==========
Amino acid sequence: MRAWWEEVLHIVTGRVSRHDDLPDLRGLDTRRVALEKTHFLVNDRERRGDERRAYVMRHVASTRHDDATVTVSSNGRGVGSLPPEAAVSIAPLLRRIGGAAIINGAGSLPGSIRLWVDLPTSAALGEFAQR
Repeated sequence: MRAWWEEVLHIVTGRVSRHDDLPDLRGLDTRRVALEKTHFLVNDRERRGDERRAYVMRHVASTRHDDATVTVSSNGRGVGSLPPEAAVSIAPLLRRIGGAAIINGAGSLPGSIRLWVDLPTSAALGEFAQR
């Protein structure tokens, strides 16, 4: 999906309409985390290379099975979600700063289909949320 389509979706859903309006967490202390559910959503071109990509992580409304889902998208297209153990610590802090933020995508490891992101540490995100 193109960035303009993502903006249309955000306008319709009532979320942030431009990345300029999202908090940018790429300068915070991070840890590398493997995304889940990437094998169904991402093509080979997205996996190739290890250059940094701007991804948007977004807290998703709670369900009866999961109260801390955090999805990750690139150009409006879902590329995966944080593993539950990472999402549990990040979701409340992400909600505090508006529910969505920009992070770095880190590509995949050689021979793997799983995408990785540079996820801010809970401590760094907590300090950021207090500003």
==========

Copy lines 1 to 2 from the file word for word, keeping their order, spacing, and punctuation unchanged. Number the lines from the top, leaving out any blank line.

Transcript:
Amino acid sequence: MRAWWEEVLHIVTGRVSRHDDLPDLRGLDTRRVALEKTHFLVNDRERRGDERRAYVMRHVASTRHDDATVTVSSNGRGVGSLPPEAAVSIAPLLRRIGGAAIINGAGSLPGSIRLWVDLPTSAALGEFAQR
Repeated sequence: MRAWWEEVLHIVTGRVSRHDDLPDLRGLDTRRVALEKTHFLVNDRERRGDERRAYVMRHVASTRHDDATVTVSSNGRGVGSLPPEAAVSIAPLLRRIGGAAIINGAGSLPGSIRLWVDLPTSAALGEFAQR